Sunday, May 22, 2016

kant stop the bribery

I love to exercise my moral dudgeon.

Here in Mexico, two topics will always get me worked up. Pirated DVDs and paying bribes to police officers.

Pirated DVDs are about as common here as they are on Manhattan street corners. The fact that people who purchase the DVDs are stealing money from the people who used their skills to create the movies is not my prime concern. It is where the revenue goes.

In New York city, it is to criminal rings. Some Mafia. Some Chinese gangs. Some drug cartels. Everyone gets a piece of the quesadilla.

I choose not to buy them for that reason. What other people do is their choice. And I can exercise my election as a moral agent almost every day of the week here in Mexico.

Not so with police bribes. In the eight years I have been here, I have never been stopped by a policeman, let alone being asked for bribe money.

Not that the police haven't tried. Several cops on foot have waved me over. I simply ignored them.

Our local message board mulls over this question regularly. If you are stopped and are asked for a bribe, should you comply or refuse? I have always taken the Kant position -- the moral imperative would prohibit me from indulging in an action that would corrupt my soul and the social order in which I live.

That is big talk from a guy who never had to take out his high morals and run them around the block. That changed today.

I was stopped by a federal policeman on my drive back from Manzanillo this afternoon. Around here, the federals have a reputation for being good cops -- riding high above the tawdry world of money passed surreptitiously as a form of legal absolution.

The cop made a fair nab. I committed the type of traffic error that is commonly practiced here, but is still simultaneously dangerous and stupid. I thought I had got away with it. But two miles further down the road, the policeman caught up with me and pulled me over.

He knew I knew what I had done. There was no sense in arguing. He then asked me for my drivers' license. I ignorantly pulled out my wallet to had the license over to him. Of course, that was simply a good way for him to see how much cash I had.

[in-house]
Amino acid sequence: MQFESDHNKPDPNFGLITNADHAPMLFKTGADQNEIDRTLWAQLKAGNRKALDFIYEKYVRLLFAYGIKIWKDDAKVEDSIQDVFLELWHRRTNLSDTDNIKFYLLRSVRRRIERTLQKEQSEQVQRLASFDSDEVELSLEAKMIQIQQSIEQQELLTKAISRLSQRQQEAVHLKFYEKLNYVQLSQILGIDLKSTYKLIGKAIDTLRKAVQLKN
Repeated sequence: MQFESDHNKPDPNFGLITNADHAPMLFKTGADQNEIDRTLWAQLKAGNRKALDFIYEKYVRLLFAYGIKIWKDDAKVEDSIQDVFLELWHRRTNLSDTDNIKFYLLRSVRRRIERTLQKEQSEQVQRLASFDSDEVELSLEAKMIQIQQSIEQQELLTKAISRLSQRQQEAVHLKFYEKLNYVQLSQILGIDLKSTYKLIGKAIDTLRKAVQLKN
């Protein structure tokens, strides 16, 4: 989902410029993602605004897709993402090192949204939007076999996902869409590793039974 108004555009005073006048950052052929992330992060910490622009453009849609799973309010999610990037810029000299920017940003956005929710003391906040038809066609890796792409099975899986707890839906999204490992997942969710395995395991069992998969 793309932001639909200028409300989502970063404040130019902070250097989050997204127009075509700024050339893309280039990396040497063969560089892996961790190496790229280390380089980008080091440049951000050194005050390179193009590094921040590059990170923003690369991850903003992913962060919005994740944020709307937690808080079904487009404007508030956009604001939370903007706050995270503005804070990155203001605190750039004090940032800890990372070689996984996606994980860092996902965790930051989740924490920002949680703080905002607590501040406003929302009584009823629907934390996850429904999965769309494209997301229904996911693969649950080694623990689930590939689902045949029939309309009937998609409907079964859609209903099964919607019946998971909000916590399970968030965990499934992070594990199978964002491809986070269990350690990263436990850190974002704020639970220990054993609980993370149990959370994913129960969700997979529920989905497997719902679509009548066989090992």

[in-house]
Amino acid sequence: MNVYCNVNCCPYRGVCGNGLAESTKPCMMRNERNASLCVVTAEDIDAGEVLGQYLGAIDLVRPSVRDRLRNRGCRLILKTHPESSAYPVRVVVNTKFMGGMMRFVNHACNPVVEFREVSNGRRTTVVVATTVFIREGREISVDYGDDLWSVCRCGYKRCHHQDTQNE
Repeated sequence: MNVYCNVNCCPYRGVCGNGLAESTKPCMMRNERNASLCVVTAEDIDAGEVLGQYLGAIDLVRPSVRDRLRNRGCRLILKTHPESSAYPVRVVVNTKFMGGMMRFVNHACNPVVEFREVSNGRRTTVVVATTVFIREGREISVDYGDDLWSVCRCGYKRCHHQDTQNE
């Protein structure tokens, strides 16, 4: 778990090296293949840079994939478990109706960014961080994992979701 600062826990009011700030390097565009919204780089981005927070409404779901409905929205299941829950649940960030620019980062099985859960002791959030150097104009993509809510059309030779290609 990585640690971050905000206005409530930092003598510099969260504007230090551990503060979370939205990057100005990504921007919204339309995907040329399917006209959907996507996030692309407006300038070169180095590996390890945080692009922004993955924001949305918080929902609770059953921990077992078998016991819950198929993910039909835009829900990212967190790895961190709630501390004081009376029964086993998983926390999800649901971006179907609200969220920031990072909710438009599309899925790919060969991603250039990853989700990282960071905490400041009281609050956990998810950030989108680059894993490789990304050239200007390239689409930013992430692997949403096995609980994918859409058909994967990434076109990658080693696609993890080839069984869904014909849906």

He then asked me for my registration. Stupidly, I had taken everything out of the car this morning while leaving it to be cleaned. I failed to stop at the house to put everything back in. Just as in The States, driving without a registration is an infraction.

There was no doubt I was in trouble. The Kant side of my brain said: "Accept the citations. You earned them. And move on having learned a moral lesson." Before any other voice in my head could speak up, the officer informed me he was going to write two citations -- or I could simply pay the "fine" on the spot.

I asked: "How much?"

He responded: "Six thousand pesos."

At this point, I broke into a cackle that would have made Hillary Clinton proud. Six thousand pesos is the equivalent of about $330 (US).

"-- Or you do not get your license back."

At that point, the Trump in my head slipped Kant a mickey, and suggested that we might be able to do business. After a few rug merchant exchanges, we arrived at an accommodation.

In a bit of negotiator flourish, rather than slip the pesos subtly into his hand (which I understand to be the custom here), I held them out the window about face level. He was not pleased.

So, my moral high tower turned out to be made of Jello. I could try to justify my action by pointing out that I had a carload of frozen goods that were returning to their natural state, and I did not have time to sit by the road and await my citations. After all, the whole encounter took about five minutes. Very efficient. Very corrupt.

Let me point out once again. I fully deserved the loss of that money. It would have gone to him or to some judge.

But, best of all, the entire exchange was in Spanish -- and I held my own.

Even with my moral lapse, that is success enough for me for the day.

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